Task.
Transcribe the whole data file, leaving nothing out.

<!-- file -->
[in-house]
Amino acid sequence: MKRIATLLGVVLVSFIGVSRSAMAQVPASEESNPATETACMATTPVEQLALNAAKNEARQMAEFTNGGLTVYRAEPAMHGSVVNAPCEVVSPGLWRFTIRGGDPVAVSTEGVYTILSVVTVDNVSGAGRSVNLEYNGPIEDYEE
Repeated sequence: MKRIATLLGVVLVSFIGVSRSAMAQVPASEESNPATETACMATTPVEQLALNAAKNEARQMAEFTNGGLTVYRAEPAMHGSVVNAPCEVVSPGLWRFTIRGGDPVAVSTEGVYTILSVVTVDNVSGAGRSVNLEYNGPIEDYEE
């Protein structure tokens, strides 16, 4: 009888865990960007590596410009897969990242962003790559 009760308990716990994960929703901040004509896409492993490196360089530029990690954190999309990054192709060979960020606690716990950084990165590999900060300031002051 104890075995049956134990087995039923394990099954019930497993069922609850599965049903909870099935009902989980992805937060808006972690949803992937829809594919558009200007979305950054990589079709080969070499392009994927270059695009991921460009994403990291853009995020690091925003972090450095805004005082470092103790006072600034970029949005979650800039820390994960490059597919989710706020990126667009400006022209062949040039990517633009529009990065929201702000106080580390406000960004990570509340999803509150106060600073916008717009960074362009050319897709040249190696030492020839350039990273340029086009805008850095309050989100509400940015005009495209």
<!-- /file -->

[in-house]
Amino acid sequence: MKRIATLLGVVLVSFIGVSRSAMAQVPASEESNPATETACMATTPVEQLALNAAKNEARQMAEFTNGGLTVYRAEPAMHGSVVNAPCEVVSPGLWRFTIRGGDPVAVSTEGVYTILSVVTVDNVSGAGRSVNLEYNGPIEDYEE
Repeated sequence: MKRIATLLGVVLVSFIGVSRSAMAQVPASEESNPATETACMATTPVEQLALNAAKNEARQMAEFTNGGLTVYRAEPAMHGSVVNAPCEVVSPGLWRFTIRGGDPVAVSTEGVYTILSVVTVDNVSGAGRSVNLEYNGPIEDYEE
């Protein structure tokens, strides 16, 4: 009888865990960007590596410009897969990242962003790559 009760308990716990994960929703901040004509896409492993490196360089530029990690954190999309990054192709060979960020606690716990950084990165590999900060300031002051 104890075995049956134990087995039923394990099954019930497993069922609850599965049903909870099935009902989980992805937060808006972690949803992937829809594919558009200007979305950054990589079709080969070499392009994927270059695009991921460009994403990291853009995020690091925003972090450095805004005082470092103790006072600034970029949005979650800039820390994960490059597919989710706020990126667009400006022209062949040039990517633009529009990065929201702000106080580390406000960004990570509340999803509150106060600073916008717009960074362009050319897709040249190696030492020839350039990273340029086009805008850095309050989100509400940015005009495209």